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Turkey returns to the World Rally Championship

AndreasMikkelsen Turkey 2018
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Turkey returns to the World Rally Championship (WRC) for the first time in eight years, but moves from its previous base in Antalya and Istanbul to new roads on country's south coast. The 10th round of the WRC began yesterday in the Mediterranean resort town of Marmaris.

The WRC Turkey is taking place September 13-16 in Marmaris and host 68 cars from 22 countries to race 875 km in 17 stages in 4 categories.

Hundreds of people attended the invitation-only evening on Thursday night, which included an international fashion show in which top-name models worked a red carpet catwalk stretching out into the sea.

Based in Marmaris, the brand-new route features a mix of smooth open roads and rocky mountain trails for an itinerary featuring 312.44km of competitive action for the 10th round of the season. The holiday resort of Marmaris provides fans golden beaches and the relaxing Mediterranean Sea to swim in. With temperatures forecast to be more than 30C, it would be rude not to extend a stay by a few days to soak up the sun.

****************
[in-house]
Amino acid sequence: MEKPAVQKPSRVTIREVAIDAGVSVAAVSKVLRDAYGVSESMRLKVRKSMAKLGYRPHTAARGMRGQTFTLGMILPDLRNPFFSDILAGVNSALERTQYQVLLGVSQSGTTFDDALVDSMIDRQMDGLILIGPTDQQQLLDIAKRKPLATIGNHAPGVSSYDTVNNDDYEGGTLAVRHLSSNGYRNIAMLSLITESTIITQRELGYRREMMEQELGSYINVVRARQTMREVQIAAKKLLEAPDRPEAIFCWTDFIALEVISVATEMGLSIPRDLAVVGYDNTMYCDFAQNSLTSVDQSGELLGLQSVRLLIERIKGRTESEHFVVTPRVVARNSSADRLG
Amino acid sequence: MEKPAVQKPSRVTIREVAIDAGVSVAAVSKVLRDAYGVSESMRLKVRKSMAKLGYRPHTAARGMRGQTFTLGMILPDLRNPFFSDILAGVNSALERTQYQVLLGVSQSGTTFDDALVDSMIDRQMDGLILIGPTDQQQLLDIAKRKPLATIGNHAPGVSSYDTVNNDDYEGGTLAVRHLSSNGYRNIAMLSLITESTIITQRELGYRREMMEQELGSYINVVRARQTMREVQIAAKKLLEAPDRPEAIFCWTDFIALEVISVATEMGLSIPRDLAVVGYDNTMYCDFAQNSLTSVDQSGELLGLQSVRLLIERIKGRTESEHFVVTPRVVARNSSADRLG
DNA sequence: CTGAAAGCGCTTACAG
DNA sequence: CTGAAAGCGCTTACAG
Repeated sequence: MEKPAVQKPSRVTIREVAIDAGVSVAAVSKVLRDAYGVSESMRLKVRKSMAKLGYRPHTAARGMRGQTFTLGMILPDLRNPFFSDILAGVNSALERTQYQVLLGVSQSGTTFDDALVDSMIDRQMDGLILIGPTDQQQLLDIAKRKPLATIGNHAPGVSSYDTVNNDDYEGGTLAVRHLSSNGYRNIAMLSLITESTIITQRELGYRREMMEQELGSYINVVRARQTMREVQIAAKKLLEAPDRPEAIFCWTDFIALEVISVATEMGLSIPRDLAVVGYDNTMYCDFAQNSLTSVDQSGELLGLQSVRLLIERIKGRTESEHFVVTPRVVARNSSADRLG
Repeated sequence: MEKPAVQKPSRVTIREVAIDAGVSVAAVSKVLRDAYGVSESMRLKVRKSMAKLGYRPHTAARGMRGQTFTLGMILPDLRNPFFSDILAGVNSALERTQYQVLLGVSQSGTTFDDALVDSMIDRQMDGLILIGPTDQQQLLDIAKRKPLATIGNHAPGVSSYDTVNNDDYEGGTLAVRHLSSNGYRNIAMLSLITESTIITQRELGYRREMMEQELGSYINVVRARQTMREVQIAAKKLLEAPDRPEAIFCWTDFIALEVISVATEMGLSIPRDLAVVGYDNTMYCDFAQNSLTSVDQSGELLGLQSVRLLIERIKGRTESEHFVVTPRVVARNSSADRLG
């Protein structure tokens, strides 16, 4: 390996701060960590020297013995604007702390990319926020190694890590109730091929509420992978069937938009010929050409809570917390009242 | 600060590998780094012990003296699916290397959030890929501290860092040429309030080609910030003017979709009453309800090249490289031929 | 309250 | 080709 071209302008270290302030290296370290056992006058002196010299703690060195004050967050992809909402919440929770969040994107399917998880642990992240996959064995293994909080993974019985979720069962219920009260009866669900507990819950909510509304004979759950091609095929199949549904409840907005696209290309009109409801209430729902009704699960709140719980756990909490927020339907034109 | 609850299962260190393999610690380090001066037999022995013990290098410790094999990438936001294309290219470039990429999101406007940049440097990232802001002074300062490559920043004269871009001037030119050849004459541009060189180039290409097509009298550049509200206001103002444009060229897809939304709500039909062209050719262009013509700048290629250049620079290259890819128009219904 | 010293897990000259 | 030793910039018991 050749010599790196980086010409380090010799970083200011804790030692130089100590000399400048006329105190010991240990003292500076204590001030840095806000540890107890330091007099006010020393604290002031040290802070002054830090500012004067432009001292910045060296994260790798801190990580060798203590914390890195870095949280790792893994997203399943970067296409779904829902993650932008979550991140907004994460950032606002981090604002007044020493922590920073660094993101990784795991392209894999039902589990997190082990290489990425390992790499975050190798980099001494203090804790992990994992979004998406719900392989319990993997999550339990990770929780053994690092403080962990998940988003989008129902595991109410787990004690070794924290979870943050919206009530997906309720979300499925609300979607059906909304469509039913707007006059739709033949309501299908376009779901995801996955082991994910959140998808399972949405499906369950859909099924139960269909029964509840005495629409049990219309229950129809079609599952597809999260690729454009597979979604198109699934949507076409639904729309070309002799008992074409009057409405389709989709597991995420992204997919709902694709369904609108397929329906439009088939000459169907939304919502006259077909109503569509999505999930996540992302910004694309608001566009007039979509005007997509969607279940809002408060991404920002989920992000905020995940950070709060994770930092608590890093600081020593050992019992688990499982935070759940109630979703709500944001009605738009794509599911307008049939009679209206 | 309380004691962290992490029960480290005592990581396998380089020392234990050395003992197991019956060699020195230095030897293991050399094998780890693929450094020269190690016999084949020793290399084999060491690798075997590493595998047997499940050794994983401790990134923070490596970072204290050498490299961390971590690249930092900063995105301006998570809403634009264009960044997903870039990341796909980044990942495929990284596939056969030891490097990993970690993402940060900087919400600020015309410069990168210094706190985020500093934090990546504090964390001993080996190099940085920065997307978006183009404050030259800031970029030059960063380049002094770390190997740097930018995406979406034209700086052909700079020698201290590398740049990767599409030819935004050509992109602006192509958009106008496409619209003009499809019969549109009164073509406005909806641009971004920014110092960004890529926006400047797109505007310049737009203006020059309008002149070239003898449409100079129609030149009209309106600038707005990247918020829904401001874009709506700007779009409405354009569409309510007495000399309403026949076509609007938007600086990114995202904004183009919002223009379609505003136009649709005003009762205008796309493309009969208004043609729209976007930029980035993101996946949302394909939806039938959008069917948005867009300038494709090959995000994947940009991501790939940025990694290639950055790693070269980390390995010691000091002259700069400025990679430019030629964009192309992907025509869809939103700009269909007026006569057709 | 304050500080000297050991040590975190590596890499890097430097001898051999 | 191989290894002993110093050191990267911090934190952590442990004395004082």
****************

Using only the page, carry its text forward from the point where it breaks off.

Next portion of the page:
The action kicked off with the crowd-pleasing 2.00km Turkey Full Speed Super Special Stage in downtown Marmaris.

The first full day of action on Friday sent crews north-east towards the city of Mugla for two loops of three stages. The first of which was the longest test of the rally – Çetibeli (38.10km). The 21.75km Ula and 12.57km Çiçekli staged add to a day of tight and twisty roads in the mountains.

The second leg on Saturday has stages close to the stunning coastline to the west of the Asparan service park.

Beginning with Yeşilbelde (34.24km), crews will then take on Datça (10.70km) and Içmeler (20.37km). A midday service breaks up the day before the loop of three stages are tackled again in the afternoon.

Four stages make up the final day. The first stage – Marmaris (7.14km) - is run twice, with the repeat run acting as the rally-ending Live TV Power Stage. Sandwiched between the two tests are single runs of Ovacik (8.05km) and Gökçe (12.65km).

Photo credit: WRC.com

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